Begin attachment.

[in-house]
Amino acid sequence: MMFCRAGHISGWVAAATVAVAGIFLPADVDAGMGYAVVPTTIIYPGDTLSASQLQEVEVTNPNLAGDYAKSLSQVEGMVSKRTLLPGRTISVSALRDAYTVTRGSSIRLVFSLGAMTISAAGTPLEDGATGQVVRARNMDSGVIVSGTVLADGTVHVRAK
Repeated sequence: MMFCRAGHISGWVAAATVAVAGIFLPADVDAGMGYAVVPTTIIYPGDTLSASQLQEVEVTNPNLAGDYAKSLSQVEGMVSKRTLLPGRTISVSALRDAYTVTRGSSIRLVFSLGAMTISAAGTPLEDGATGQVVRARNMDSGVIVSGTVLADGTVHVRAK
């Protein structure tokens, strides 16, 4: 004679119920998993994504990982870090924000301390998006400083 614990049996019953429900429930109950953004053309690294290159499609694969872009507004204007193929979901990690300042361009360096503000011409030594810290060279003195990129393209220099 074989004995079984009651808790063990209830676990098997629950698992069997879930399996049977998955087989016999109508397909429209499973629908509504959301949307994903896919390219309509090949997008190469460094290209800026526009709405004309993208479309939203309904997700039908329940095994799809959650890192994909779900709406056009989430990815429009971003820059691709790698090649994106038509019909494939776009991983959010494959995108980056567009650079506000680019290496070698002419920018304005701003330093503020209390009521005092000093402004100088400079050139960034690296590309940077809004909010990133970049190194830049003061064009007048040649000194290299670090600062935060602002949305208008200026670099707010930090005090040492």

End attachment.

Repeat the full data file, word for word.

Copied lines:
[in-house]
Amino acid sequence: MMFCRAGHISGWVAAATVAVAGIFLPADVDAGMGYAVVPTTIIYPGDTLSASQLQEVEVTNPNLAGDYAKSLSQVEGMVSKRTLLPGRTISVSALRDAYTVTRGSSIRLVFSLGAMTISAAGTPLEDGATGQVVRARNMDSGVIVSGTVLADGTVHVRAK
Repeated sequence: MMFCRAGHISGWVAAATVAVAGIFLPADVDAGMGYAVVPTTIIYPGDTLSASQLQEVEVTNPNLAGDYAKSLSQVEGMVSKRTLLPGRTISVSALRDAYTVTRGSSIRLVFSLGAMTISAAGTPLEDGATGQVVRARNMDSGVIVSGTVLADGTVHVRAK
């Protein structure tokens, strides 16, 4: 004679119920998993994504990982870090924000301390998006400083 614990049996019953429900429930109950953004053309690294290159499609694969872009507004204007193929979901990690300042361009360096503000011409030594810290060279003195990129393209220099 074989004995079984009651808790063990209830676990098997629950698992069997879930399996049977998955087989016999109508397909429209499973629908509504959301949307994903896919390219309509090949997008190469460094290209800026526009709405004309993208479309939203309904997700039908329940095994799809959650890192994909779900709406056009989430990815429009971003820059691709790698090649994106038509019909494939776009991983959010494959995108980056567009650079506000680019290496070698002419920018304005701003330093503020209390009521005092000093402004100088400079050139960034690296590309940077809004909010990133970049190194830049003061064009007048040649000194290299670090600062935060602002949305208008200026670099707010930090005090040492």